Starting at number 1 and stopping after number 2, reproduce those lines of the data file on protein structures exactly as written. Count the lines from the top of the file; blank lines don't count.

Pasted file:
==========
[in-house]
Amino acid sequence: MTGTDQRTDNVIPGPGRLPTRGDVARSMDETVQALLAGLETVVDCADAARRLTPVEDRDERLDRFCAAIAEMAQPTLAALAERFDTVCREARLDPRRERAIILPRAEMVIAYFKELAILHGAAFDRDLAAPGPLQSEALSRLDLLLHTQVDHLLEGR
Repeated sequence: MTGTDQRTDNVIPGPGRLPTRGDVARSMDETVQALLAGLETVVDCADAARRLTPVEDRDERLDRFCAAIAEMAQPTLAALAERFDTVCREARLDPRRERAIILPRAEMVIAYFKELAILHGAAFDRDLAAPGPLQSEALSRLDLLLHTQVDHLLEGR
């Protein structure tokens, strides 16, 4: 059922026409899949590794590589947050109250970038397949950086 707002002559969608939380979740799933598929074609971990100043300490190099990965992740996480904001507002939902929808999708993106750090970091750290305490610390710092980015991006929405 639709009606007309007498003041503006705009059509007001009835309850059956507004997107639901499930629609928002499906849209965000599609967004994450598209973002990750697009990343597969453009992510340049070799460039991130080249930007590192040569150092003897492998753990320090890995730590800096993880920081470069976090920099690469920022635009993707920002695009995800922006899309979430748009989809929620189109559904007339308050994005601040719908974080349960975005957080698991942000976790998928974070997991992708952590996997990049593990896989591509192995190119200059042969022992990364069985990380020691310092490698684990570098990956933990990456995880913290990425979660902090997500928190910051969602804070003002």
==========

[in-house]
Amino acid sequence: MTGTDQRTDNVIPGPGRLPTRGDVARSMDETVQALLAGLETVVDCADAARRLTPVEDRDERLDRFCAAIAEMAQPTLAALAERFDTVCREARLDPRRERAIILPRAEMVIAYFKELAILHGAAFDRDLAAPGPLQSEALSRLDLLLHTQVDHLLEGR